Incomplete Miscarriage: Care Instructions

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Your Care Instructions

A miscarriage is the loss of a pregnancy during the first 20 weeks. Miscarriages are very common. Most happen because the fertilized egg in the uterus does not develop normally. Stress, exercise, or sex does not cause a miscarriage.

While many miscarriages pass on their own, some do not. These are called incomplete miscarriages because all of the tissue related to pregnancy is not shed from the uterus. An incomplete miscarriage often requires treatment. Medicine or a procedure call dilation and curettage (D&C) is used to clear the tissue from the uterus.

If your blood type is Rh negative, ask your doctor or midwife if you need a shot of Rh immune globulin (WinRho) to prevent problems in future pregnancies.

Follow-up care is a key part of your treatment and safety. Be sure to make and go to all appointments, and call your doctor, midwife, or nurse call line if you are having problems. It's also a good idea to know your test results and keep a list of the medicines you take.

How can you care for yourself at home?

  • You will probably have vaginal bleeding for 1 to 2 weeks after treatment. It may be similar to or slightly heavier than a normal period. Use pads instead of tampons. You may use tampons during your next period, which should start in 3 to 6 weeks.
  • Take an over-the-counter pain medicine, such as acetaminophen (Tylenol), ibuprofen (Advil, Motrin), or naproxen (Aleve), for cramps. You may have cramps for several days after the miscarriage. Read and follow all instructions on the label.
  • Do not take two or more pain medicines at the same time unless the doctor or midwife told you to. Many pain medicines have acetaminophen, which is Tylenol. Too much acetaminophen (Tylenol) can be harmful.
  • Your doctor or midwife may ask you to use a clear container to save any tissue or clots that you pass. Take it to your doctor or midwife's office right away.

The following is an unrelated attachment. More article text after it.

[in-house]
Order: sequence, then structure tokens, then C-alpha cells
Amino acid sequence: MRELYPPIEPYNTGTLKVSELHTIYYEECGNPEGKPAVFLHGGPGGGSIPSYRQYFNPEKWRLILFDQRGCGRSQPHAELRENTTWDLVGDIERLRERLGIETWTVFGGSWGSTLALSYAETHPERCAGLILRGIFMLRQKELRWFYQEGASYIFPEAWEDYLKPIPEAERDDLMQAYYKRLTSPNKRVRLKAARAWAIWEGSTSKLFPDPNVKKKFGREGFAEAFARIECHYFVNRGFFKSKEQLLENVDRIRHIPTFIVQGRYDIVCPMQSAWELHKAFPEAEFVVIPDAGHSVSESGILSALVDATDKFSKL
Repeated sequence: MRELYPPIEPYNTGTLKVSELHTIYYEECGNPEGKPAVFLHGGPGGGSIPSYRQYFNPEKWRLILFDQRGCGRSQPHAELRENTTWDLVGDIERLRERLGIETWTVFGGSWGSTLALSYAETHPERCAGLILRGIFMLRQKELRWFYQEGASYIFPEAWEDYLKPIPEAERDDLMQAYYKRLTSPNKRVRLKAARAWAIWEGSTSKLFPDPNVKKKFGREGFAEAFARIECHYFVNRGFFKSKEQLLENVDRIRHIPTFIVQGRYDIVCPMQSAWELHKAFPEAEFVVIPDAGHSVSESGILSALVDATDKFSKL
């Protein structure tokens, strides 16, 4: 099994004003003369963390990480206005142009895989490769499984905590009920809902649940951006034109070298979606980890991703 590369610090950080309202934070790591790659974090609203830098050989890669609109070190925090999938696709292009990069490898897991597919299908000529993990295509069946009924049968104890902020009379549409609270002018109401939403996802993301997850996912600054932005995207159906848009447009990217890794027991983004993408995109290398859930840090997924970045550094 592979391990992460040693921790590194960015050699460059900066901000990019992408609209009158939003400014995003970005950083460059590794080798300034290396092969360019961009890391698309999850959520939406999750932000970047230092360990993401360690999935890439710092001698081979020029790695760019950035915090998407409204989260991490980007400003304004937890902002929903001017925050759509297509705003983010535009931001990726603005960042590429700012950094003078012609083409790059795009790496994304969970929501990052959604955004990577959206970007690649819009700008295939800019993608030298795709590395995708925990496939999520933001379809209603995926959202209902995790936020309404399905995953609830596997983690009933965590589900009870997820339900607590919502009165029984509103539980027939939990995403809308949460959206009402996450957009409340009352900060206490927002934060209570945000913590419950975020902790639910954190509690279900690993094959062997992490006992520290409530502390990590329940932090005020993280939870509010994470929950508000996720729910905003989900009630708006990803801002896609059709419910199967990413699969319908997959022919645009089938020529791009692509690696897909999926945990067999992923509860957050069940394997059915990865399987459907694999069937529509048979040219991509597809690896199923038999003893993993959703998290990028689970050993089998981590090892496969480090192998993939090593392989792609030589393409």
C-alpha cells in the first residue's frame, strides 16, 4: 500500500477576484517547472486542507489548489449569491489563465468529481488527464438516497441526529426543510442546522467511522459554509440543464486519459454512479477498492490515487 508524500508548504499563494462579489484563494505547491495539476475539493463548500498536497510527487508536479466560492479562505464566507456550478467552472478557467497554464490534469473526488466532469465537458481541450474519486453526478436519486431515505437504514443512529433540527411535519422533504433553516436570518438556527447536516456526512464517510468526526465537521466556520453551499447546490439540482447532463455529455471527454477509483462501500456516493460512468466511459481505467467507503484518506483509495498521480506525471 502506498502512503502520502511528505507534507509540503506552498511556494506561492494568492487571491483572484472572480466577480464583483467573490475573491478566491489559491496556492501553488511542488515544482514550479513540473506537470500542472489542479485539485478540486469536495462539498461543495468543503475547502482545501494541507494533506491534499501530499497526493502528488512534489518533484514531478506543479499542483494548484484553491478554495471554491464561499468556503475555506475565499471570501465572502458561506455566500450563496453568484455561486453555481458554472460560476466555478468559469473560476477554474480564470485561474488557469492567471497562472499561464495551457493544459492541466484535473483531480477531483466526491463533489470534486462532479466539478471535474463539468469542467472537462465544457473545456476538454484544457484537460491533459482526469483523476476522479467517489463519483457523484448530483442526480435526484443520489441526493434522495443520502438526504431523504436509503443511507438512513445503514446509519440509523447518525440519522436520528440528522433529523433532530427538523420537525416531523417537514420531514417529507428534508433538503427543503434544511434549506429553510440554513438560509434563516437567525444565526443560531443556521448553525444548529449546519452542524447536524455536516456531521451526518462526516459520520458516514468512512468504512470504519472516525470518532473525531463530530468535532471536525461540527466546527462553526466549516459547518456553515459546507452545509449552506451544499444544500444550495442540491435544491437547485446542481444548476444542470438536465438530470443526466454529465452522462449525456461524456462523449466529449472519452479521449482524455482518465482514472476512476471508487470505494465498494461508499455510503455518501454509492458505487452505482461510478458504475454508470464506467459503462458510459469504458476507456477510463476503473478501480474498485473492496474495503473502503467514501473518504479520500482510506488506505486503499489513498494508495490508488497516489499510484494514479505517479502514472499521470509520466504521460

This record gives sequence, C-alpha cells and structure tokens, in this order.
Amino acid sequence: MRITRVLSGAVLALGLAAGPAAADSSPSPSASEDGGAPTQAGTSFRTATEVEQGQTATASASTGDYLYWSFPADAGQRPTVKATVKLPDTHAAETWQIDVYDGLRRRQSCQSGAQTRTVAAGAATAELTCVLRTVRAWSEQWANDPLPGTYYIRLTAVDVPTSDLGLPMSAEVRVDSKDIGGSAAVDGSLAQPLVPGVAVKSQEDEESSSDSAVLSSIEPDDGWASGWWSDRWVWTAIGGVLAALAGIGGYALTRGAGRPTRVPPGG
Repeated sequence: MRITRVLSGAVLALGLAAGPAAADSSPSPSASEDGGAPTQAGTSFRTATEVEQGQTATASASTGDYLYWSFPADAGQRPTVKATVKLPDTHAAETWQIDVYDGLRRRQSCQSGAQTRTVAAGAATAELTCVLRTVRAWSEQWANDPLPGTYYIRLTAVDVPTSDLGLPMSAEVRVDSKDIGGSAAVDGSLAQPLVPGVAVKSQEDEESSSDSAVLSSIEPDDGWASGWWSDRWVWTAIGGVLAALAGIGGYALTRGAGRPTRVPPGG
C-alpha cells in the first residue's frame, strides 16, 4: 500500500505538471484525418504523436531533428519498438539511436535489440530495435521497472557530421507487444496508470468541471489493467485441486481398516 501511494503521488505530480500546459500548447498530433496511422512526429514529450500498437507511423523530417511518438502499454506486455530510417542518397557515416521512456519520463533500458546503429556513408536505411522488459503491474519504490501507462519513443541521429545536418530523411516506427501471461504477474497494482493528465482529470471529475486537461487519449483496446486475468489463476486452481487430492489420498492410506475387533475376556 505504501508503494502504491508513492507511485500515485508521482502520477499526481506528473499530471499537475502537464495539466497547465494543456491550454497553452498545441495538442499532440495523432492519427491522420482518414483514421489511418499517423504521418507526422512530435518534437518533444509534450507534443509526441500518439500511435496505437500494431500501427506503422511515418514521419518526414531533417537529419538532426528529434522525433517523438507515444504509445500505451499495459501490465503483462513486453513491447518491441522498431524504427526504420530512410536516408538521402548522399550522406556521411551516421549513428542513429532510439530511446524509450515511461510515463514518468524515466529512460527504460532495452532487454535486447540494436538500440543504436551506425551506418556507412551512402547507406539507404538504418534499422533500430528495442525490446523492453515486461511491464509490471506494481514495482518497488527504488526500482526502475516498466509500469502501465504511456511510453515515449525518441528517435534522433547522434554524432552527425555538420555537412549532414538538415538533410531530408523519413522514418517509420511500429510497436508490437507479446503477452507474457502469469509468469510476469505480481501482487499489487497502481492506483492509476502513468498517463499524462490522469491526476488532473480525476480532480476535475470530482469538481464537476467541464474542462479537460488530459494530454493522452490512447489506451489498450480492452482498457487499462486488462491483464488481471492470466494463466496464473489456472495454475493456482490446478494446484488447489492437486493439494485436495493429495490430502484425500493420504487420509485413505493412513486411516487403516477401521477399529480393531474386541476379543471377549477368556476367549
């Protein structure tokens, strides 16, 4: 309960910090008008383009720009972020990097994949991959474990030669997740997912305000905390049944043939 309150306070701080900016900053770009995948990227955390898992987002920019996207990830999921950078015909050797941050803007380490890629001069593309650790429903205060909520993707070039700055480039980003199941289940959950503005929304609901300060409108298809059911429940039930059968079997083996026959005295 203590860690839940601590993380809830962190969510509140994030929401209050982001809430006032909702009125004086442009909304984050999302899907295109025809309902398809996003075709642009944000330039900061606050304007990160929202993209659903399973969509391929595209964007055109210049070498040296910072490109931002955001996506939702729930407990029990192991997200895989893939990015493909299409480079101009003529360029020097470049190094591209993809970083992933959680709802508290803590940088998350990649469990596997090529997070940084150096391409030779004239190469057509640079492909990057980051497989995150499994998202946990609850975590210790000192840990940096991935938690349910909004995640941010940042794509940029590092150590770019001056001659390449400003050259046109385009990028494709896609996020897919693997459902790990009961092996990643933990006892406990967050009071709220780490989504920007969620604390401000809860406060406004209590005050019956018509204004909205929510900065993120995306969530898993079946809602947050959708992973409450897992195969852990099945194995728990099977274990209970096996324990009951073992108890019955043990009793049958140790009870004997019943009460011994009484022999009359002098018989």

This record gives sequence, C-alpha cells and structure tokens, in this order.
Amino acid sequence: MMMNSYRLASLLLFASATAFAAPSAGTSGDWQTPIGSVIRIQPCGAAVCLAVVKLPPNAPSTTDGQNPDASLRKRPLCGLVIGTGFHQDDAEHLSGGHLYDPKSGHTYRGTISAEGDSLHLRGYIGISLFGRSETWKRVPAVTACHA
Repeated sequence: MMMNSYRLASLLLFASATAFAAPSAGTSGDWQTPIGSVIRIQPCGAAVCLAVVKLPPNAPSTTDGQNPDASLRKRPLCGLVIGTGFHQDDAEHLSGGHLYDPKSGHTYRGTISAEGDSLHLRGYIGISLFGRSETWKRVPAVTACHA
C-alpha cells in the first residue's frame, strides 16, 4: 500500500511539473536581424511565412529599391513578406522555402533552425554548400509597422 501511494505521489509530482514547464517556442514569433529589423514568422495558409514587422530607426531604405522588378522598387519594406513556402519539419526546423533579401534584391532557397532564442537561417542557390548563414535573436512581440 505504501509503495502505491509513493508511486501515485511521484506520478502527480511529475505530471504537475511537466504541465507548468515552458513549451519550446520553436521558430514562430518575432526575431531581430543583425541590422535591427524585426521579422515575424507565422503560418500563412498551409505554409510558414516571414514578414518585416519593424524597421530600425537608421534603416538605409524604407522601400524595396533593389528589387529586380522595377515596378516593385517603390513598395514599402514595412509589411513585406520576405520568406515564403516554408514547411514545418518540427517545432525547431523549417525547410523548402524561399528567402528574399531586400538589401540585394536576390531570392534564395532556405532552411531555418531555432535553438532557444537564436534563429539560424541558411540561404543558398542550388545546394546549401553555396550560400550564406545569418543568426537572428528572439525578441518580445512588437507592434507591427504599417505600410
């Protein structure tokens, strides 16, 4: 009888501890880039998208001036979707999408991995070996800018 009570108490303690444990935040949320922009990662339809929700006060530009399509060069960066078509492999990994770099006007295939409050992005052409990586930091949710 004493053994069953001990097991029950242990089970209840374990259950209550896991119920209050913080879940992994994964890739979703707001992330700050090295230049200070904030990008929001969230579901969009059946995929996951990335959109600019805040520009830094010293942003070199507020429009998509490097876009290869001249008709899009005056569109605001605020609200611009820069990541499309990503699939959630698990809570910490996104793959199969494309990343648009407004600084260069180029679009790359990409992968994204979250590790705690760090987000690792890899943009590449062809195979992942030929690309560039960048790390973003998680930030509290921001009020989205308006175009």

• Do not have sex until the bleeding stops.
  • You may return to your normal activities if you feel well enough to do so. But you should avoid heavy exercise until the bleeding stops.
  • If you plan to get pregnant again, check with your doctor or midwife. Most doctors and midwives suggest waiting until you have had at least one normal period before you try to get pregnant.
  • If you do not want to get pregnant, ask your doctor or midwife about birth control. You can get pregnant again before your next period starts.
  • You may be low in iron because of blood loss. Eat a balanced diet that is high in iron and vitamin C. Foods rich in iron include red meat, shellfish, eggs, beans, and leafy green vegetables. Talk to your doctor or midwife about whether you need to take iron pills or a multivitamin.
  • The loss of a pregnancy can be very hard. Give yourself and your partner time to grieve. Even if your miscarriage occurred very early, you may still have feelings of loss. You may wonder why it happened and blame yourself.
    • Talking to family members, friends, or a counsellor may help you cope with your loss.
    • If your feelings of sadness last longer than 2 weeks, tell your doctor, midwife, or a counsellor.

When should you call for help?

Call 911 anytime you think you may need emergency care. For example, call if:

  • You have sudden, severe pain in your belly.
  • You passed out (lost consciousness).

Call your doctor, midwife, or nurse call line now or seek immediate medical care if:

  • You have severe vaginal bleeding. This means that you are soaking through your usual pads every hour for 2 or more hours.
  • You are dizzy or light-headed, or you feel like you may faint.
  • You have new or increased pain in your belly or pelvis.
  • You pass tissue, not just blood.
  • You feel depressed or are not able to function.

Watch closely for changes in your health, and be sure to contact your doctor, midwife, or nurse call line if:

  • You are bleeding more than you would with a normal period.
  • You do not get better as expected.
  • You have any new symptoms, such as a fever.
  • You have vaginal discharge that smells bad.

Where can you learn more?

Go to http://www.healthwise.net/ed

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